A couple questions


2 replies to this topic
  • Ogener

Posted July 27, 2008 - 12:49 PM

#1

I have recently purchased an 05 yz450f and after riding it the shocks are to stiff, which of the adjustments on the top of the fork tube can I use to soften them up or am I going to have to get them revalved?

Wheres/whats a good place to get a manual for this bike?

Also what sproket/chain combos to you all recamend. preferably a combo that is ecenomical and durable.

Thanks in advance for any help.

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  • grayracer513

Posted July 27, 2008 - 02:46 PM

#2

On the fork, there is one adjuster on top (the center screw), the other is a bleeder screw to relieve air pressure after a ride (with the weight off the bike).

The top screw is for compression damping. Turn it out to soften, in to increase the damping. There is on the bottom of each fork, another such screw to adjust rebound damping. Out is more, in is less.

The shock also has adjusters. The rebound is on the left side of the lower shock eye, about even with the connecting link. Low speed compression is the click adjuster screw at the top of the shock. High speed compression damping is adjusted using the blue hex nut around the LS screw (not a clicker). All this is covered in section 3 in the manual.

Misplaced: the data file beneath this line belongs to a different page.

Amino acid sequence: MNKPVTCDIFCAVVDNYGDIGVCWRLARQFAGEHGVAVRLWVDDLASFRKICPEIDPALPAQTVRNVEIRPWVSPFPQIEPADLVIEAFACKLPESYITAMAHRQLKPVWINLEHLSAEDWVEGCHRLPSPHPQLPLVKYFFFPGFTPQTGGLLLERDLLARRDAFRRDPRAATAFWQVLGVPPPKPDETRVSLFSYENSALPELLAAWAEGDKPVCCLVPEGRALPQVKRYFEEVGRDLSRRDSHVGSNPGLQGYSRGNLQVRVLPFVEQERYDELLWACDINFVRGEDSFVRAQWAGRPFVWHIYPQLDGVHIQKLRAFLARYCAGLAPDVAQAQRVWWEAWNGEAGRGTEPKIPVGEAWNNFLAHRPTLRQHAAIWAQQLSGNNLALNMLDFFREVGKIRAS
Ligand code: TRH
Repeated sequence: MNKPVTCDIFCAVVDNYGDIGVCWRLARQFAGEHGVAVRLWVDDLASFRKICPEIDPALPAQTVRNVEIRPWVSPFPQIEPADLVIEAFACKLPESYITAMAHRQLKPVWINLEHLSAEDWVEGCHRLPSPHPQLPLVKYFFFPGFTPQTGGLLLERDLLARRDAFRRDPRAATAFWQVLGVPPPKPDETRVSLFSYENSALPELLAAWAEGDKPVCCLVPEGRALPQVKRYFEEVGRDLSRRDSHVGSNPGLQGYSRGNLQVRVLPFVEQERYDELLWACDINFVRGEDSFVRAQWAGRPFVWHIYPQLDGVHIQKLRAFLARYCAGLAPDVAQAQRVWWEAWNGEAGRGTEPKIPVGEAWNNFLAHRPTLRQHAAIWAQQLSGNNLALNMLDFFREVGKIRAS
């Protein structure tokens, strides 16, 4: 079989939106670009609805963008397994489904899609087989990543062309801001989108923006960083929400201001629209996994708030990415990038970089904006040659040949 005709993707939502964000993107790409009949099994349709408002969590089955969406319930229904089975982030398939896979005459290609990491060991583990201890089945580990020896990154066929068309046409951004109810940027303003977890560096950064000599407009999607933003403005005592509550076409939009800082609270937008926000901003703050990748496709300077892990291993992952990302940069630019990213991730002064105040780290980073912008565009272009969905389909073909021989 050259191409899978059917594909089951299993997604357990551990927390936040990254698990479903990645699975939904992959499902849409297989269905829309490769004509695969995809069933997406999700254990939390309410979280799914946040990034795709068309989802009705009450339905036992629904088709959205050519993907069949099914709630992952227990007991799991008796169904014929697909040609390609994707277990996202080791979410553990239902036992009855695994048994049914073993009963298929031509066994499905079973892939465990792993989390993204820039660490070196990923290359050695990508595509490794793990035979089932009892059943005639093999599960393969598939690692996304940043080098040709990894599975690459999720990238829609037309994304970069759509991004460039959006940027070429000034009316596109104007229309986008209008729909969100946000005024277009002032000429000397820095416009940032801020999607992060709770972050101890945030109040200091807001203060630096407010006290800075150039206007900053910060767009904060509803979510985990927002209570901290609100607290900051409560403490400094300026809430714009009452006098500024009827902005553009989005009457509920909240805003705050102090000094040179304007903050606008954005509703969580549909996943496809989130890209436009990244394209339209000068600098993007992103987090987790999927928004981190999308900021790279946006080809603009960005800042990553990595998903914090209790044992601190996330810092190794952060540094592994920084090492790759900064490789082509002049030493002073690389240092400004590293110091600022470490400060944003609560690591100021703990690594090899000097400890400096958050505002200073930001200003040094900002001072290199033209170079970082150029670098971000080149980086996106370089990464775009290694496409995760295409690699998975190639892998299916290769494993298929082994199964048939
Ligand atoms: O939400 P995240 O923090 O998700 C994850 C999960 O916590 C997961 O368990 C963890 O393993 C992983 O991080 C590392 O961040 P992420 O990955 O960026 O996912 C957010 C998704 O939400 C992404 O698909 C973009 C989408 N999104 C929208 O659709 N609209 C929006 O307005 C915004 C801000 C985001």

Here are some guidelines:

http://motoman393.th...suspension.html

A good place to get a manual is here, or rather from a site linked to from Common Threads, in the index:

http://www.yamaha-mo...ice/manuals.jsp

The key to a truly long lasting, and therefore economical chain and sprocket combo is a chain that will not wear out and stretch, and then wear out your sprockets. I recommend the Regina ORN6. DO NOT pressure wash the chain. Spray with Simple Green and hose it off instead, then lube with a non-tacky chain lube such as Maxima Synthetic Chain Guard.

When properly adjusted, cleaned and lubed, these chains will last a very long time (I get around two years out of them), and they will allow the use of inexpensive rear sprockets like JT or Sunstar without destroying them in 6 months. Don't be tempted to buy Renthal rear sprockets unless you just need to use something cheap so you can have a lot of different sizes. They don't wear very well. When I buy for myself, I prefer Tag rear sprockets and Pro Taper fronts.

  • Ogener

Posted July 28, 2008 - 02:08 PM

#3

thank you very much





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